Over the past twenty or so years, tattoos and body modification in general have swiftly moved from being the mark of prisoners and seamen to becoming a legitimate fashion statement. Amid the myriad of celebrities whose careers are untouched by their body art are their millions of fans following suit. As a consequence, it appears that everyone has an opinion on tattoos. Whether the tattooed person is vindicated for ruining their job prospects or applauded for their “hip”, “fresh” or “rebellious” look, the judgement falls almost entirely on to the little drawings on their skin. Men are judged most harshly by their partners parents or prospective employers, while women are abhorred for daring to make themselves ‘unappealing’ and asked how they will look in their wedding dress.
Both the dismissal and idolisation of the tattooed folk is, to me, deeply steeped in our society’s vanity complex and obsession with appearance.
While the underlying message of many of the criticisms with which those of funny coloured skin are presented is the accusation that we do not care about our appearance, I would assert that they are not incorrect. In fact, I could not care less. A tattooed person is rarely presented as being ‘normal’ or having the same kind of beauty as the people around them. By placing us outside of the conventions of traditional beauty, society has given us the gift of seeing good looks for what they are: utterly worthless.
That is not to say, of course, that all people with tattoos are unattractive. At least, that is not my personal opinion in the slightest. It just matters less whether you are or not when everyone is telling you that you have ‘ruined yourself’. Because even if you start to believe it, you realise that your heart is still pumping blood in to all your vital organs, your digestive system is still intact – as are your limbs – and you are still a relatively kind, intelligent, well-adjusted human being. All of which will continue to happen regardless of whether you are considered ugly.
The true sticking point of this is of course the realm of employment, which is often the thinly-veiled concern of many people who would disagree with the idea of inking their skin. And I am not going to say that they’re wrong. There are a fair few employers in the world who wouldn’t be over the moon with hiring someone with “FUCK” and “LIFE” tattooed across their knuckles or a full face tattoo. However, this is another deeply disappointing example of how embedded this narcissism is in our daily lives. A young child can be told that they must work and commit themselves in order to succeed, do exactly that and be turned away from their dream job because of what they look like. I don’t think this entirely man-made consruct is a healthy or productive model to live by and cannot believe that any parent would teach their child this in the interest of ease. After all, anything that can be constructed in society can be equally deconstructed.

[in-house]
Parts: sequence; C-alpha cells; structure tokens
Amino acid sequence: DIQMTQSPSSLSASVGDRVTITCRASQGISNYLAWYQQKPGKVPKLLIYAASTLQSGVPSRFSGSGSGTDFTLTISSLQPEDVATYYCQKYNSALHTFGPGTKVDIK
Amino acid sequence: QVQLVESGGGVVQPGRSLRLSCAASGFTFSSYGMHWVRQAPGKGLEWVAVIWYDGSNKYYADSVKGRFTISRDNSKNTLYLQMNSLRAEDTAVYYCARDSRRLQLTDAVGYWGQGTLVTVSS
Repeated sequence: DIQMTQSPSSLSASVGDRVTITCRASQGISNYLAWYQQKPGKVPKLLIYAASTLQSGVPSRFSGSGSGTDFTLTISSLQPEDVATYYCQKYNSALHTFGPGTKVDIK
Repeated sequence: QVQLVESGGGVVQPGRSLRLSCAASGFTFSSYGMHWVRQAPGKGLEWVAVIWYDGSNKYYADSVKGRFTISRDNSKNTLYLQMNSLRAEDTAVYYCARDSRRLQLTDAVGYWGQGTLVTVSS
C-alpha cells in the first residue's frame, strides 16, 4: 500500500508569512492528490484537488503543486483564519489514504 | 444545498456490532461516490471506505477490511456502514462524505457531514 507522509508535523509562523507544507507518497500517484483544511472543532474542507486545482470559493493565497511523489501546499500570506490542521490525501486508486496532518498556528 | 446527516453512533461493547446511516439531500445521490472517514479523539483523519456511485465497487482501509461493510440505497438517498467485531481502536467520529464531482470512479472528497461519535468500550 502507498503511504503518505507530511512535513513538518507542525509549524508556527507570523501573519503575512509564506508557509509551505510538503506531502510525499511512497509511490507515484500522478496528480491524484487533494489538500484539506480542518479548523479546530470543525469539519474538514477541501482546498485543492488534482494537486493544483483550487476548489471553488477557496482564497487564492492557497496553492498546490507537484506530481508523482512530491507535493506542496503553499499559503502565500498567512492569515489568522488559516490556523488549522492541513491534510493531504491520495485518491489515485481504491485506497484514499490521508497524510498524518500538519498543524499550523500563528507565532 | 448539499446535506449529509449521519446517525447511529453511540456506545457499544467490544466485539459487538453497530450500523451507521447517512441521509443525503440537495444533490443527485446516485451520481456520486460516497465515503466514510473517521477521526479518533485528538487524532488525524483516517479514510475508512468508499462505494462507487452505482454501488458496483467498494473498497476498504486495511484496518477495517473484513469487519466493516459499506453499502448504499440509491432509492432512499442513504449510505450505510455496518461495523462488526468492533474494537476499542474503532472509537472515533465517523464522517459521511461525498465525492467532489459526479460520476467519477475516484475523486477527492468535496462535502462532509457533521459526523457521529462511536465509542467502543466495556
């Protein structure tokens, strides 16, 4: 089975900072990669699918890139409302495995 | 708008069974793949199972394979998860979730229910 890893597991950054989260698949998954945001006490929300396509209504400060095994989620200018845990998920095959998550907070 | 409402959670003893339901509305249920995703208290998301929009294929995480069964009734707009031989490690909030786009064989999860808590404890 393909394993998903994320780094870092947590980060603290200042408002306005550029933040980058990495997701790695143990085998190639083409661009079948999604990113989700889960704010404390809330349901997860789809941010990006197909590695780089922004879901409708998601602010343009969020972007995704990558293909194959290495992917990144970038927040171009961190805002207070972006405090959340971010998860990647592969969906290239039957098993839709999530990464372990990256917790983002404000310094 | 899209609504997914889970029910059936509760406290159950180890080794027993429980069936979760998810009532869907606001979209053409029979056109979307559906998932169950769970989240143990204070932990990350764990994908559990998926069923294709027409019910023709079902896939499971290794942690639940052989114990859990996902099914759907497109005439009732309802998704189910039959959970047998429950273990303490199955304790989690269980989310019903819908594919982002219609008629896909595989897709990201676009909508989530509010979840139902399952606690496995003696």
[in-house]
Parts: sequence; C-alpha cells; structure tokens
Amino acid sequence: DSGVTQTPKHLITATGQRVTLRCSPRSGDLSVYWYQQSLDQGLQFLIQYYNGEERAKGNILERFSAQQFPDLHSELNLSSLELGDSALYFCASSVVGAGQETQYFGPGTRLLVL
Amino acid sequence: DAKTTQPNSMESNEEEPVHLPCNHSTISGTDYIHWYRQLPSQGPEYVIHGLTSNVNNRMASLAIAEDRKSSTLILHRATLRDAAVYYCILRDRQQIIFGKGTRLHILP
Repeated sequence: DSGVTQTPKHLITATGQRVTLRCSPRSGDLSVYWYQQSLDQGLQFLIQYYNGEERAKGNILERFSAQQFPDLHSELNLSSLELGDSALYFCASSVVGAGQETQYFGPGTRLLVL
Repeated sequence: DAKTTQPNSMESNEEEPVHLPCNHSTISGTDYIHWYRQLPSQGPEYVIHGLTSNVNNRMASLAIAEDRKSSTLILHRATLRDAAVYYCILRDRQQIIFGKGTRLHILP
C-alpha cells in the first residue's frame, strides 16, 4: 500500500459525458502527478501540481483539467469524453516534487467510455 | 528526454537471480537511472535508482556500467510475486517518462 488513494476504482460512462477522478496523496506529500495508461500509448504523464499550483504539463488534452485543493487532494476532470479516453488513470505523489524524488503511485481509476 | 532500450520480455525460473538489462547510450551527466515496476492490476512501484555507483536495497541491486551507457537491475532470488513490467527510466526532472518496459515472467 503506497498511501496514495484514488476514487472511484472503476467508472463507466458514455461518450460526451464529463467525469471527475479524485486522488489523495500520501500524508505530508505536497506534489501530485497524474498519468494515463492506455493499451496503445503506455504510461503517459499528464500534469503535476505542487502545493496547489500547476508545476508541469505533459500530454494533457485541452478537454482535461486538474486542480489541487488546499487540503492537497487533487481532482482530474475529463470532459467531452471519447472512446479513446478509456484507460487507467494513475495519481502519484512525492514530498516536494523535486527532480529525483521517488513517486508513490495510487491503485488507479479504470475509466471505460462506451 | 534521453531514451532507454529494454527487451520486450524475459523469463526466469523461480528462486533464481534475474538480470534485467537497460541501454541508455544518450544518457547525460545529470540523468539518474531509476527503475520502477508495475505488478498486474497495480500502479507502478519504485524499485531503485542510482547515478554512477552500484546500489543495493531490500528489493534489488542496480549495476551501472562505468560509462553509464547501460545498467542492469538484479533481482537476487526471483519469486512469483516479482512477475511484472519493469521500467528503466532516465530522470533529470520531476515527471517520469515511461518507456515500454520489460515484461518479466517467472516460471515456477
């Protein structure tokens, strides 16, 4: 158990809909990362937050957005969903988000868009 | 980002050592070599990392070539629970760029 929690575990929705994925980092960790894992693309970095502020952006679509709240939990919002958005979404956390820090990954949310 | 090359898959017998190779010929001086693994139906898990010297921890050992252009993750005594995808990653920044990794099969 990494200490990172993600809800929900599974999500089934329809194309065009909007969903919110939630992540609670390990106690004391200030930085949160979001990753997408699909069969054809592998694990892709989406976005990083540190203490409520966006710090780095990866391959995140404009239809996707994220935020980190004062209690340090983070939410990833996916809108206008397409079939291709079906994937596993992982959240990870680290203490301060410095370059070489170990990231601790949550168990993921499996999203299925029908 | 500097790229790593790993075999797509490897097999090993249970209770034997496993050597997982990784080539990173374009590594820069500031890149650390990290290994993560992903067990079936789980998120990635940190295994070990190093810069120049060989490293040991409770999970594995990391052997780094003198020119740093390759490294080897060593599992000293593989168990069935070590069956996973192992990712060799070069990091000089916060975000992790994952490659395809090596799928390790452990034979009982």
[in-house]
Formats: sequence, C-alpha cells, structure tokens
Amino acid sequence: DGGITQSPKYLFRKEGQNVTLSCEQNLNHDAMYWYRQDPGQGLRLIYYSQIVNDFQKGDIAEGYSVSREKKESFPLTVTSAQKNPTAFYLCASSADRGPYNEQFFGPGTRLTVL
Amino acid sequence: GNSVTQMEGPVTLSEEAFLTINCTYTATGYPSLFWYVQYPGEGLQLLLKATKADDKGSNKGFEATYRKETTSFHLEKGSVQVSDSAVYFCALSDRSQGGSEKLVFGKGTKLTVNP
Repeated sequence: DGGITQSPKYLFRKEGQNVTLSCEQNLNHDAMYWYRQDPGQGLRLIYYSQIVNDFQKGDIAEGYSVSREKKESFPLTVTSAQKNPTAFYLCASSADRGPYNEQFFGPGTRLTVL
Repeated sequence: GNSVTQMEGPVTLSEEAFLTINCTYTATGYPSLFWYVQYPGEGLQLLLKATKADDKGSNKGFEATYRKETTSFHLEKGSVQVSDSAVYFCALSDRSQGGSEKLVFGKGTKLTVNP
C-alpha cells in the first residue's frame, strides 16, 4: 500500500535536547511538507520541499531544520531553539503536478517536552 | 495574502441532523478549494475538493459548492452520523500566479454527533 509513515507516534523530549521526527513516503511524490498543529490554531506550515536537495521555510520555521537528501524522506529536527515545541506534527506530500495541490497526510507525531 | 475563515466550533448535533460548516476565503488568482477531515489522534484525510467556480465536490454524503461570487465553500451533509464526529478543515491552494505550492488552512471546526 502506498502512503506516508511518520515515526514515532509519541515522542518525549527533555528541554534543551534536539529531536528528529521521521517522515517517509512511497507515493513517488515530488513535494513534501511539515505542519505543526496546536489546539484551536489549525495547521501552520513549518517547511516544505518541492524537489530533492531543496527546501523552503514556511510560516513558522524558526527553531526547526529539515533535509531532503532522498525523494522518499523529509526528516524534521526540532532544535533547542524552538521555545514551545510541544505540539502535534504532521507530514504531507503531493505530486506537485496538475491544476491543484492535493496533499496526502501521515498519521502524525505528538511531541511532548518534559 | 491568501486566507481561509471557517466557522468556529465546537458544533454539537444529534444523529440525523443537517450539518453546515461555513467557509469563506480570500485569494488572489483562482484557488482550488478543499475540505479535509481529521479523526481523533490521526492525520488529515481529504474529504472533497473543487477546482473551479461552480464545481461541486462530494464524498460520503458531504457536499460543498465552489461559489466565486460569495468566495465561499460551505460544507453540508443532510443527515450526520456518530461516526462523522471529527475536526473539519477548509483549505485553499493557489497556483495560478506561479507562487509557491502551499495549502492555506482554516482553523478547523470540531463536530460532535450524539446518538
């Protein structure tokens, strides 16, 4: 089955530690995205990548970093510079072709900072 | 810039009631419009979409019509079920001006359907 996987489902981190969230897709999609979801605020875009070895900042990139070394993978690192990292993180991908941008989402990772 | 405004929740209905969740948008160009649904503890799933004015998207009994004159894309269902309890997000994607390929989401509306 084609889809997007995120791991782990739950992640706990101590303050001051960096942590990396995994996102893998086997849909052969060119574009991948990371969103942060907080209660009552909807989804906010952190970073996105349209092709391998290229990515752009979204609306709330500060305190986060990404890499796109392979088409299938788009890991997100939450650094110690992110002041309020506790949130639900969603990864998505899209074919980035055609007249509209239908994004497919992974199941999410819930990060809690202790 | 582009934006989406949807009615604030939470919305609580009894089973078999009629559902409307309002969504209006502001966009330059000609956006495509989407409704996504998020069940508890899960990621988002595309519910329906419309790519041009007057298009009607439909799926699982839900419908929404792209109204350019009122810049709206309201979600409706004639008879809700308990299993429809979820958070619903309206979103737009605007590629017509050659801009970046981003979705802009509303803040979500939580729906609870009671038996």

Perhaps I am an idiot for maintaining the belief that my attendance and graduation from a top 10 UK University as well as my commitment to hard work and interpersonal skills will somehow override the fact that I have a few large pieces of body art, but I am prepared to be the guinea pig for this model as I am not prepared to sacrifice either my ambitions or my right to be tattooed if I feel like it.
I should think that the obvious response to my complaints about vanity would be the perfectly legitimate questions: why do you get tattoos if you don’t care what you look like? I can only answer this question from my own perspective, as people get tattooed for all kinds of reasons. And my response is quite simply because I can. In a way, I suppose that being a tattooed woman reminds me of the authority I have over my appearance. Too often a person’s appearance is controlled by outside influences, yet being tattooed somehow allows me to distance myself from that entirely and exercise my right to do whatever I want with my body. I feel exactly the same about the way I dress and do my makeup. If I were to quote Coco Chanel “fashion comes and goes, style is forever”, then my tattoos would be my very own ‘style’ and an indefinite statement of my ownership over my appearance.
Of course, someone with no tattoos or even an objection to body art might very well exercise a similar amount of control over their own appearance. Tattoos are quite simply my manner of doing so.
Vanity is imposed on our society every single day, causing problems well beyond the world of tattoos. Tabloid magazines documenting the ups and downs of each celebrity’s weight fluctation and aging process, the fashion industry, the diet and fitness industries, the cosmetics industry and many more are rightly put in the frame for contributing to the steady rise in eating disorders in both men and women. I can only speak for some young girls, but I grew up convinced that if I looked better, then my life would somehow be better. Yet every effort I made to realise this only made me unhappier and riddled me with anxiety.
At this point in my life, I have concluded that the only way to attain true happiness with the way I look is to accept that it is absolutely worthless. Embracing the complete invalidity of any looks I may or may not possess is easily the most fun way to contend with them. And I would ask anyone who wants me to care about how I will look in my wedding dress to reconsider their definition of marriage.